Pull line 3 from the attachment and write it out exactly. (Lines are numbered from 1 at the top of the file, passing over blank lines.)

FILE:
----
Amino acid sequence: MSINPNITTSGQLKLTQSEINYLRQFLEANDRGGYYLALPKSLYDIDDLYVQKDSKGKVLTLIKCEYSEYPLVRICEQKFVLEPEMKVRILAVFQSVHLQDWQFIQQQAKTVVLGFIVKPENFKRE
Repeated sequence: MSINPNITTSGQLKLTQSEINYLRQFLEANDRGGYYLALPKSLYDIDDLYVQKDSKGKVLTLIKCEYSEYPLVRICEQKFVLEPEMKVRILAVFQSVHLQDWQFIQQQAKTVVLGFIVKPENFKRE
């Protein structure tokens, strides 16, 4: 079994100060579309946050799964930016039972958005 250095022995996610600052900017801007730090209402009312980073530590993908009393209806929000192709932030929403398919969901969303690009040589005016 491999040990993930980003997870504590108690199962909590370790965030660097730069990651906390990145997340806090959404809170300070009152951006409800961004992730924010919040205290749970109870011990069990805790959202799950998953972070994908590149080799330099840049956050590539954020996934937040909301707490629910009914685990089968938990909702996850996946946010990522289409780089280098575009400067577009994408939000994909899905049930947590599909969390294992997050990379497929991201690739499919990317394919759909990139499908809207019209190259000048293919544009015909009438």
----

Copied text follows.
């Protein structure tokens, strides 16, 4: 079994100060579309946050799964930016039972958005 250095022995996610600052900017801007730090209402009312980073530590993908009393209806929000192709932030929403398919969901969303690009040589005016 491999040990993930980003997870504590108690199962909590370790965030660097730069990651906390990145997340806090959404809170300070009152951006409800961004992730924010919040205290749970109870011990069990805790959202799950998953972070994908590149080799330099840049956050590539954020996934937040909301707490629910009914685990089968938990909702996850996946946010990522289409780089280098575009400067577009994408939000994909899905049930947590599909969390294992997050990379497929991201690739499919990317394919759909990139499908809207019209190259000048293919544009015909009438």